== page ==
First, the court rejected Cadon’s contention that Demyanovich never would have been able to return to work at the end of the 12 week period, refusing to draw the inference that Demyanovich was no longer capable of working because his doctor did not clear him to return to work as he had after prior examinations and because Demyanovich had applied for Social Security disability benefits. Finding sufficient evidence that Demyanovich might have been capable of returning to  one of the less physically demanding machine operator positions within the statutory period, the court found a genuine dispute as to whether he was entitled to FMLA benefits.

The burden then shifted to Cadon to articulate a legitimate business reason for terminating Demyanovich’s employment. Cadon claimed Demyanovich was terminated under the “no fault” attendance policy and that Demyanovich could not return to work at the end of the leave. Demyanovich provided sufficient evidence to demonstrate Cadon’s purported reasons for terminating him were pretextual. First, Demyanovich had not actually dropped to a zero-point attendance balance on the day he was terminated—he had 1 ½ attendance points remaining. Second, Ensign did not have access to information regarding Demyanovich’s physical limitations at that time he fired Demyanovich. The court found Demyanovich provided sufficient evidence to support the conclusion that Cadon interfered with his right to FMLA leave without a legitimate reason for doing so.

FMLA Retaliation

Demyanovich next alleged Ensign, his direct supervisor, made comments to him which demonstrated Ensign discriminated against him based on his health-related issues. Demyanovich alleged Ensign called him a liability after he made a request for FMLA leave. When given an opportunity to refute Demyanovich’s allegations, Cadon was unable to meet its burden of demonstrating it would have fired Demyanovich even if he had not requested FMLA leave. Although the court believed Demyanovich had successfully provided direct evidence of retaliation, the court again employed the McDonnell Douglas burden-shifting framework. The court held, “[b]y asking Ensign for FMLA leave, Demyanovich both engaged in protected activity and made his employer aware of it. His employment was terminated mere minutes after Demyanovich informed Ensign of intent to take leave.” The court reversed the district court’s grant of summary judgment in favor of Cadon as to FMLA retaliation.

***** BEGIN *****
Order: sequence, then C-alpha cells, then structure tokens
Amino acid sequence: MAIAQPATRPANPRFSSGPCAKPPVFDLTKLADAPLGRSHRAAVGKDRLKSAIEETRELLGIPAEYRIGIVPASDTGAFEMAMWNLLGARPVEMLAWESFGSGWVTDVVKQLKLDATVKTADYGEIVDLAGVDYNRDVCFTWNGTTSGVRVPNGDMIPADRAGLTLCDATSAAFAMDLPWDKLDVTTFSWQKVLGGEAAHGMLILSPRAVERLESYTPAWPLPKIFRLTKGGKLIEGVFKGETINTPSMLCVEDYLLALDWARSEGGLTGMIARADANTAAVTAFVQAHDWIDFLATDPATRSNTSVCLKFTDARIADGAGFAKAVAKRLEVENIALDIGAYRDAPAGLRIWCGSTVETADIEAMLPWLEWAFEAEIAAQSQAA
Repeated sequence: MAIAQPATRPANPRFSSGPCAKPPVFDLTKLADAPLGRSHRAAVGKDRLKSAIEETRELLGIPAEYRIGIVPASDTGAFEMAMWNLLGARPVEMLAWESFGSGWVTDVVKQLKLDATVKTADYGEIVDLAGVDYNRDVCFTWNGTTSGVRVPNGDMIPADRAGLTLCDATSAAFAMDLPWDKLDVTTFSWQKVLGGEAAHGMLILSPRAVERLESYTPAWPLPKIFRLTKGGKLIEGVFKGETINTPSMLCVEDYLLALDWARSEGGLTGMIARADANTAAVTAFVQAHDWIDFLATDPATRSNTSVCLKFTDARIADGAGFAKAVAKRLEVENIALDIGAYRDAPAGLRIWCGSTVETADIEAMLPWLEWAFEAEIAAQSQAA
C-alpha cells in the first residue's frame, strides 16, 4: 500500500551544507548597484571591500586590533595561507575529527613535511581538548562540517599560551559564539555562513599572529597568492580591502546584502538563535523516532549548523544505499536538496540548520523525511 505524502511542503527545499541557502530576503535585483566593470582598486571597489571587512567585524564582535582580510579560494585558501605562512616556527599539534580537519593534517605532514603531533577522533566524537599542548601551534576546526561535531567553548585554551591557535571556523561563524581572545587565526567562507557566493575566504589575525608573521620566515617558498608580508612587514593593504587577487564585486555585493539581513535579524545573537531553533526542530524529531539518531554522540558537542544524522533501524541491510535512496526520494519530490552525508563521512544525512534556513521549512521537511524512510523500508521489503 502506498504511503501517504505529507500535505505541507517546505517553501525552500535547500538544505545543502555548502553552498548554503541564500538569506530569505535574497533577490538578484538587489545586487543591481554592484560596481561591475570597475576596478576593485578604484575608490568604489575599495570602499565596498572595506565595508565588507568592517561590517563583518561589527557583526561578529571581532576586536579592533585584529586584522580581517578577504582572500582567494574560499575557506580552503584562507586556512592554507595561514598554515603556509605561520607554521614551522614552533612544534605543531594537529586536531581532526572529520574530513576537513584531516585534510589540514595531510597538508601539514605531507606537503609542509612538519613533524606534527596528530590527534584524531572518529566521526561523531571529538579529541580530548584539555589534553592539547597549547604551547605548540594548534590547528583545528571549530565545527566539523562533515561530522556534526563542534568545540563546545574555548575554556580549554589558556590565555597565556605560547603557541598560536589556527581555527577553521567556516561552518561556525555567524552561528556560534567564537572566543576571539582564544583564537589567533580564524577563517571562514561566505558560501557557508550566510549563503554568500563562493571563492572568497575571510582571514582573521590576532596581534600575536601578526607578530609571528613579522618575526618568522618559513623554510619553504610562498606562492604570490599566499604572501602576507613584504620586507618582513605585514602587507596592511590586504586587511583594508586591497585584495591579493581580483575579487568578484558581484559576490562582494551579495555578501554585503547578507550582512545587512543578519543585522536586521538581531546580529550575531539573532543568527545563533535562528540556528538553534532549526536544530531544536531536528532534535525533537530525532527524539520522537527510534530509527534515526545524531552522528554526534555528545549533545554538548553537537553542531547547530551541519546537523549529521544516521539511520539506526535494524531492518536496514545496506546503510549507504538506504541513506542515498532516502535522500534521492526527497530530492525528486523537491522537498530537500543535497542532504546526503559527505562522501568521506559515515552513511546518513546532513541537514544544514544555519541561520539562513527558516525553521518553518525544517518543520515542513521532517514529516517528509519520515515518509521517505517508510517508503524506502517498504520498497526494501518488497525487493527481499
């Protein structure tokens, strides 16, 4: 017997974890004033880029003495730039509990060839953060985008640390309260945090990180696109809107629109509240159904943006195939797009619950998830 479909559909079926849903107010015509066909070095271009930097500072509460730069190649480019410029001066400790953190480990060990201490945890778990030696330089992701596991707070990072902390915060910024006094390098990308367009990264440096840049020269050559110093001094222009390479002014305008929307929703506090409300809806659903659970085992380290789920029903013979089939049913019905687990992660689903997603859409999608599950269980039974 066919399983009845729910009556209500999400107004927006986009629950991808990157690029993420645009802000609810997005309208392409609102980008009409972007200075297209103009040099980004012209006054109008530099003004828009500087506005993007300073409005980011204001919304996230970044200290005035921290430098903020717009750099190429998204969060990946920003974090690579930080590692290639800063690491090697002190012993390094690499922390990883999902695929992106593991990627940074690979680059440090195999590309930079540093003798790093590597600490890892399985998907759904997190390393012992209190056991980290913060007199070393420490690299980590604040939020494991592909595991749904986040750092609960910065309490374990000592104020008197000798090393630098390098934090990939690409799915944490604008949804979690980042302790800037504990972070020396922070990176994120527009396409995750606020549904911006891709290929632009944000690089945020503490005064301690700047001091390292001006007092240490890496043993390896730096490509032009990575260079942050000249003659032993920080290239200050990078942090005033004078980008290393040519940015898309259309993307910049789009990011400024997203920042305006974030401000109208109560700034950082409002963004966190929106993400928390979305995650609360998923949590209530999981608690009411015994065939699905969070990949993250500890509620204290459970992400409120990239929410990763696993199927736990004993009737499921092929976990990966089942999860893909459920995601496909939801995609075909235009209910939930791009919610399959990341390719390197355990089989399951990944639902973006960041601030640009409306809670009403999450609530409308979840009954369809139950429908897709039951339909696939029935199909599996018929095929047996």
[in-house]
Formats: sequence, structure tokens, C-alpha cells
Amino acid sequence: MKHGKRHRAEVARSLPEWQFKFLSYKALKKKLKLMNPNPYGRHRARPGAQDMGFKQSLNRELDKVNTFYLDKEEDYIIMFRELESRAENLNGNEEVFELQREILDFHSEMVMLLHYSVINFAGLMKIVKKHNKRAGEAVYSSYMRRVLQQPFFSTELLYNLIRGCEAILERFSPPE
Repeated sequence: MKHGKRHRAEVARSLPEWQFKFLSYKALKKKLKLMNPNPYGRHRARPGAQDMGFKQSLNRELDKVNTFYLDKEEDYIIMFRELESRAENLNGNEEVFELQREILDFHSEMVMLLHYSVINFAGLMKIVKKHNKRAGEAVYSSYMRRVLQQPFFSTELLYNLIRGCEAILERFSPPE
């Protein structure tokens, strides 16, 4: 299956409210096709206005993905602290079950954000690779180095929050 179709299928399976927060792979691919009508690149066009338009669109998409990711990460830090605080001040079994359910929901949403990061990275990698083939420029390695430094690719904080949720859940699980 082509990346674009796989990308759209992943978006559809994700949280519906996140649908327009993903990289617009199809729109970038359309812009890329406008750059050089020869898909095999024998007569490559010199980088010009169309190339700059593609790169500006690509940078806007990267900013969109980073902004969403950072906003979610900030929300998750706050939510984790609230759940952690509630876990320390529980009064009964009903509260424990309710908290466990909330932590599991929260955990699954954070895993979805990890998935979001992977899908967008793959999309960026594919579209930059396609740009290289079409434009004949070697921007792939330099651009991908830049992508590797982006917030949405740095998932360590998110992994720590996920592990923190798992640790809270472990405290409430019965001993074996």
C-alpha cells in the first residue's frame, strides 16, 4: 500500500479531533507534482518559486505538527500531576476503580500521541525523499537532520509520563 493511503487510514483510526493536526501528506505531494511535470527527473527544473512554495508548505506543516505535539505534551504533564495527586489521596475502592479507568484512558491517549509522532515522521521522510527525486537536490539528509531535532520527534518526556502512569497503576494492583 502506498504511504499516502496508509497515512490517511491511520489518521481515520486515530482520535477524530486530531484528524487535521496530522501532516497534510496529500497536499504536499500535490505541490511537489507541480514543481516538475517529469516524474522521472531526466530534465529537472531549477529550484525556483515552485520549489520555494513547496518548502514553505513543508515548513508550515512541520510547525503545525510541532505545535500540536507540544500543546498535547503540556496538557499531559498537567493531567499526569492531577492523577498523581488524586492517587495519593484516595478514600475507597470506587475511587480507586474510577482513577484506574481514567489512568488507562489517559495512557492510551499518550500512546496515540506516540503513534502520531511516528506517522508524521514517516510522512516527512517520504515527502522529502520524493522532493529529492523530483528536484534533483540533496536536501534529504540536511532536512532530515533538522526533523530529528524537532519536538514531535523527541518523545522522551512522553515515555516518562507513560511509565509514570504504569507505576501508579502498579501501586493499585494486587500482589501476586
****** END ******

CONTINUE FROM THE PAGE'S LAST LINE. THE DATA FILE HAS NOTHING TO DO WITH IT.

ADA Claims

Last, Demyanovich demonstrated he could prove his prima facie case of disability discrimination under the McDonnell Douglas burden-shifting framework; (1) he is disabled; (2) is otherwise qualified to perform the essential functions of the machine operator position, with or without accommodation; and (3) he suffered an adverse employment action because of his disability. Demyanovich’s disability must also be the “but for” cause of the adverse employment action. Demyanovich demonstrated he was disabled because of his heart condition and diabetes substantially limit several major life activities. Also, as required under Lewis v. Humboldt Acquisition Corp., Demyanovich was required to show his disability was a “but for” cause of his termination, in that he would not have been terminated had he not asked to take FMLA leave to take care of his medical condition.

The court evaluated the one disputed point—whether Demyanovich was otherwise qualified to work as a machine operator at the time he was terminated. The court reviewed Ensign’s deposition testimony which described the line operator job as requiring several physically exerting activities and weighed it against Cadon’s written job descriptions, which did not specifically identify a lifting requirement or any other physical fitness requirement, and found there was no evidence that Demyanovich was incapable of performing the essential functions of at least some of the machine operator positions at the time of his termination. The court reversed the district court’s grant of summary judgment in favor of Cadon as to the disability discrimination claims.


  • Employers must remember that although they have fewer than 50 employees, they may be found to be an “integrated employee” under the FMLA based on a relationship with an affiliated company.
  • Employers should have designated human resources personnel handle FMLA leave requests to ensure compliance with the law.
  • Employers should be careful not to usurp the role of medical professionals in determining an employee’s ability to work or return to work with restrictions and should not prejudge what an employee may or may not be able to do at the end of a leave of absence.
  • Employers should not rely on inflexible maximum leave policies in evaluating the ongoing employment of employees on medical leaves of absence. The EEOC takes      the position that the ADA requires employers to consider whether additional leave might be a reasonable accommodation.